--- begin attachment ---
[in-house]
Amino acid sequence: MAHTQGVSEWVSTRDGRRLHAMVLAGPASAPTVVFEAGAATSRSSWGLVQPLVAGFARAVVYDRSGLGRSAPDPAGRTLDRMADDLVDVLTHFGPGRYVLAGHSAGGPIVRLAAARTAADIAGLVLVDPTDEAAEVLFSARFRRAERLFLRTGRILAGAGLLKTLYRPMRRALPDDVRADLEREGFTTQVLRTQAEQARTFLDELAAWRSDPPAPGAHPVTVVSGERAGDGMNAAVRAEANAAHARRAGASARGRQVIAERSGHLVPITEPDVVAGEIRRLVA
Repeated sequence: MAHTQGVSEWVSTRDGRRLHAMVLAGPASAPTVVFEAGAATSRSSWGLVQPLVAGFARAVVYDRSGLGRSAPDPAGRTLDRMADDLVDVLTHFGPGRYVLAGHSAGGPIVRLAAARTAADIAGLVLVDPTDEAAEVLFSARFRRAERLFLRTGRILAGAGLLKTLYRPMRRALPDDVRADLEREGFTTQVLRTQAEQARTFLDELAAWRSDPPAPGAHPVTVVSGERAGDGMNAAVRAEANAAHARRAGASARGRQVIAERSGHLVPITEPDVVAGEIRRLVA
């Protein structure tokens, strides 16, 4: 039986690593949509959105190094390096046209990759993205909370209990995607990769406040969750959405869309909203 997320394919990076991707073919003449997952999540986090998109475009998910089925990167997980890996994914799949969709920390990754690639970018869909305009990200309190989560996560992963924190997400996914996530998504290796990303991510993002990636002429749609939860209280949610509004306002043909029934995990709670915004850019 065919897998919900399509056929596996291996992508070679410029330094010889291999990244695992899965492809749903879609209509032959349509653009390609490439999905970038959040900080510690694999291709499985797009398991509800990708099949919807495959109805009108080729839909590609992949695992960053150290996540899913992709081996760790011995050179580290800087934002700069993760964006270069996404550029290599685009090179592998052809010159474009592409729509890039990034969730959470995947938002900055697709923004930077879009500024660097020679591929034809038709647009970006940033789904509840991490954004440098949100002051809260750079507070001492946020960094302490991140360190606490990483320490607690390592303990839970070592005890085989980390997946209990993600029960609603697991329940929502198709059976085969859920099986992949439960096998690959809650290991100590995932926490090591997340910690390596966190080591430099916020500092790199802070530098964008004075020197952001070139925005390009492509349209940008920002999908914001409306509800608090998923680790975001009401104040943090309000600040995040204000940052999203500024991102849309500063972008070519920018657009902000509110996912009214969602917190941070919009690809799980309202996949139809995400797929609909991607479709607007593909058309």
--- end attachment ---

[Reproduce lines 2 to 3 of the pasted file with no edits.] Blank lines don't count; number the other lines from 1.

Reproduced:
Amino acid sequence: MAHTQGVSEWVSTRDGRRLHAMVLAGPASAPTVVFEAGAATSRSSWGLVQPLVAGFARAVVYDRSGLGRSAPDPAGRTLDRMADDLVDVLTHFGPGRYVLAGHSAGGPIVRLAAARTAADIAGLVLVDPTDEAAEVLFSARFRRAERLFLRTGRILAGAGLLKTLYRPMRRALPDDVRADLEREGFTTQVLRTQAEQARTFLDELAAWRSDPPAPGAHPVTVVSGERAGDGMNAAVRAEANAAHARRAGASARGRQVIAERSGHLVPITEPDVVAGEIRRLVA
Repeated sequence: MAHTQGVSEWVSTRDGRRLHAMVLAGPASAPTVVFEAGAATSRSSWGLVQPLVAGFARAVVYDRSGLGRSAPDPAGRTLDRMADDLVDVLTHFGPGRYVLAGHSAGGPIVRLAAARTAADIAGLVLVDPTDEAAEVLFSARFRRAERLFLRTGRILAGAGLLKTLYRPMRRALPDDVRADLEREGFTTQVLRTQAEQARTFLDELAAWRSDPPAPGAHPVTVVSGERAGDGMNAAVRAEANAAHARRAGASARGRQVIAERSGHLVPITEPDVVAGEIRRLVA